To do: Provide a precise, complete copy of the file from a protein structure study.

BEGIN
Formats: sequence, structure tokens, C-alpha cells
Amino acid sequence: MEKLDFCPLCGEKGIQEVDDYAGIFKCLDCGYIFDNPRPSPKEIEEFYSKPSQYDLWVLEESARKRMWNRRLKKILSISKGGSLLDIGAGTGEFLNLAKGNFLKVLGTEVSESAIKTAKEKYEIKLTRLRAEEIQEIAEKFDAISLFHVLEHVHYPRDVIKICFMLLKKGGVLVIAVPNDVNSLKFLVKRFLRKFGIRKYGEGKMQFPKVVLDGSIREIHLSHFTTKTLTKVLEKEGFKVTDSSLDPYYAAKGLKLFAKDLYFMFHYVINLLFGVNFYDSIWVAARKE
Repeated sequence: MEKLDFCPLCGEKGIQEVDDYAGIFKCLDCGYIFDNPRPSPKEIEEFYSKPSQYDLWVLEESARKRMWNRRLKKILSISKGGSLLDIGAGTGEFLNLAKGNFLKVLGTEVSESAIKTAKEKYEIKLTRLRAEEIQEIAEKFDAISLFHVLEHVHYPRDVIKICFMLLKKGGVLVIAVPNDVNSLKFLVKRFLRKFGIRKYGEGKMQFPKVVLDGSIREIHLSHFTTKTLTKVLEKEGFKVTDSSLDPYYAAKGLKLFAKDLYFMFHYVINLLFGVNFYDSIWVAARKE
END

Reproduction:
Formats: sequence, structure tokens, C-alpha cells
Amino acid sequence: MEKLDFCPLCGEKGIQEVDDYAGIFKCLDCGYIFDNPRPSPKEIEEFYSKPSQYDLWVLEESARKRMWNRRLKKILSISKGGSLLDIGAGTGEFLNLAKGNFLKVLGTEVSESAIKTAKEKYEIKLTRLRAEEIQEIAEKFDAISLFHVLEHVHYPRDVIKICFMLLKKGGVLVIAVPNDVNSLKFLVKRFLRKFGIRKYGEGKMQFPKVVLDGSIREIHLSHFTTKTLTKVLEKEGFKVTDSSLDPYYAAKGLKLFAKDLYFMFHYVINLLFGVNFYDSIWVAARKE
Repeated sequence: MEKLDFCPLCGEKGIQEVDDYAGIFKCLDCGYIFDNPRPSPKEIEEFYSKPSQYDLWVLEESARKRMWNRRLKKILSISKGGSLLDIGAGTGEFLNLAKGNFLKVLGTEVSESAIKTAKEKYEIKLTRLRAEEIQEIAEKFDAISLFHVLEHVHYPRDVIKICFMLLKKGGVLVIAVPNDVNSLKFLVKRFLRKFGIRKYGEGKMQFPKVVLDGSIREIHLSHFTTKTLTKVLEKEGFKVTDSSLDPYYAAKGLKLFAKDLYFMFHYVINLLFGVNFYDSIWVAARKE